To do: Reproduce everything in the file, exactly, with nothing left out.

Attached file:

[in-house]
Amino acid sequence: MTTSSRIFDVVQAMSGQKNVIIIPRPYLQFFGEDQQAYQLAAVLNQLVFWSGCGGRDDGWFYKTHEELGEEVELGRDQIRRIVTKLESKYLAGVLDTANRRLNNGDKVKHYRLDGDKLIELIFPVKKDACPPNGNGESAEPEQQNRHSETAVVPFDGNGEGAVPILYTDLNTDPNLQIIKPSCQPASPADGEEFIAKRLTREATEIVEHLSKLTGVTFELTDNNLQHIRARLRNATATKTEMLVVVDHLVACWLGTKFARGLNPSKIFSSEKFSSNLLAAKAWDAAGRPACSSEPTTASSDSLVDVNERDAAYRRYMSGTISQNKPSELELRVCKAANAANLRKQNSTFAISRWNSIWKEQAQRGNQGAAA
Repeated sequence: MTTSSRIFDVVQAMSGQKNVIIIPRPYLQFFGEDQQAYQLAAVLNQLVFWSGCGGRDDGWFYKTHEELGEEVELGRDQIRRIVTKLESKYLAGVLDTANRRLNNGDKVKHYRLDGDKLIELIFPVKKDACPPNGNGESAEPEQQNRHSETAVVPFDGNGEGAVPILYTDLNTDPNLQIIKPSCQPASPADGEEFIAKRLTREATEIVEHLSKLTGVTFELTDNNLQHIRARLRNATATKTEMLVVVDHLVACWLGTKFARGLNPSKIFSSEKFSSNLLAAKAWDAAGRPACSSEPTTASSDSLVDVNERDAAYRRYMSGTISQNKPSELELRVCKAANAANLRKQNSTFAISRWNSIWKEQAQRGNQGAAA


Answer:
[in-house]
Amino acid sequence: MTTSSRIFDVVQAMSGQKNVIIIPRPYLQFFGEDQQAYQLAAVLNQLVFWSGCGGRDDGWFYKTHEELGEEVELGRDQIRRIVTKLESKYLAGVLDTANRRLNNGDKVKHYRLDGDKLIELIFPVKKDACPPNGNGESAEPEQQNRHSETAVVPFDGNGEGAVPILYTDLNTDPNLQIIKPSCQPASPADGEEFIAKRLTREATEIVEHLSKLTGVTFELTDNNLQHIRARLRNATATKTEMLVVVDHLVACWLGTKFARGLNPSKIFSSEKFSSNLLAAKAWDAAGRPACSSEPTTASSDSLVDVNERDAAYRRYMSGTISQNKPSELELRVCKAANAANLRKQNSTFAISRWNSIWKEQAQRGNQGAAA
Repeated sequence: MTTSSRIFDVVQAMSGQKNVIIIPRPYLQFFGEDQQAYQLAAVLNQLVFWSGCGGRDDGWFYKTHEELGEEVELGRDQIRRIVTKLESKYLAGVLDTANRRLNNGDKVKHYRLDGDKLIELIFPVKKDACPPNGNGESAEPEQQNRHSETAVVPFDGNGEGAVPILYTDLNTDPNLQIIKPSCQPASPADGEEFIAKRLTREATEIVEHLSKLTGVTFELTDNNLQHIRARLRNATATKTEMLVVVDHLVACWLGTKFARGLNPSKIFSSEKFSSNLLAAKAWDAAGRPACSSEPTTASSDSLVDVNERDAAYRRYMSGTISQNKPSELELRVCKAANAANLRKQNSTFAISRWNSIWKEQAQRGNQGAAA